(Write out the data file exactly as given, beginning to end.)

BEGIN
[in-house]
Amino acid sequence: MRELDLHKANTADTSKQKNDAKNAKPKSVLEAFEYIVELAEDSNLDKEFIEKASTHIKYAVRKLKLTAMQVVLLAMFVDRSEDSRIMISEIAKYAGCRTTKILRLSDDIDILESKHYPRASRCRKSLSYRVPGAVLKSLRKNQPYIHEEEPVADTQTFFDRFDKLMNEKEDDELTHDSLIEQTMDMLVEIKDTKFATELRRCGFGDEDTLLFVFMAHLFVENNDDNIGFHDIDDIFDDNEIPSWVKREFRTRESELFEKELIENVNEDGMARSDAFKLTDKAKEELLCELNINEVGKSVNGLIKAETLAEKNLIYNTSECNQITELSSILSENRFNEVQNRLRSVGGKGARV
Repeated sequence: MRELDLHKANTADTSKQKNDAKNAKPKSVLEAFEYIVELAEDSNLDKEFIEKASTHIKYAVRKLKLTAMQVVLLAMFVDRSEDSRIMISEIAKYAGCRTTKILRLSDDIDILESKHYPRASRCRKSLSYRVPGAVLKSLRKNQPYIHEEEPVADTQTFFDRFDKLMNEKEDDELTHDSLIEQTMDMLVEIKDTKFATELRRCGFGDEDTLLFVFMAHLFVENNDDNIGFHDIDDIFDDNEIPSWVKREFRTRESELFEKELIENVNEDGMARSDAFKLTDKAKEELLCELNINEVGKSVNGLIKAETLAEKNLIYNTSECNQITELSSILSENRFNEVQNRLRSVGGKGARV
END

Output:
[in-house]
Amino acid sequence: MRELDLHKANTADTSKQKNDAKNAKPKSVLEAFEYIVELAEDSNLDKEFIEKASTHIKYAVRKLKLTAMQVVLLAMFVDRSEDSRIMISEIAKYAGCRTTKILRLSDDIDILESKHYPRASRCRKSLSYRVPGAVLKSLRKNQPYIHEEEPVADTQTFFDRFDKLMNEKEDDELTHDSLIEQTMDMLVEIKDTKFATELRRCGFGDEDTLLFVFMAHLFVENNDDNIGFHDIDDIFDDNEIPSWVKREFRTRESELFEKELIENVNEDGMARSDAFKLTDKAKEELLCELNINEVGKSVNGLIKAETLAEKNLIYNTSECNQITELSSILSENRFNEVQNRLRSVGGKGARV
Repeated sequence: MRELDLHKANTADTSKQKNDAKNAKPKSVLEAFEYIVELAEDSNLDKEFIEKASTHIKYAVRKLKLTAMQVVLLAMFVDRSEDSRIMISEIAKYAGCRTTKILRLSDDIDILESKHYPRASRCRKSLSYRVPGAVLKSLRKNQPYIHEEEPVADTQTFFDRFDKLMNEKEDDELTHDSLIEQTMDMLVEIKDTKFATELRRCGFGDEDTLLFVFMAHLFVENNDDNIGFHDIDDIFDDNEIPSWVKREFRTRESELFEKELIENVNEDGMARSDAFKLTDKAKEELLCELNINEVGKSVNGLIKAETLAEKNLIYNTSECNQITELSSILSENRFNEVQNRLRSVGGKGARV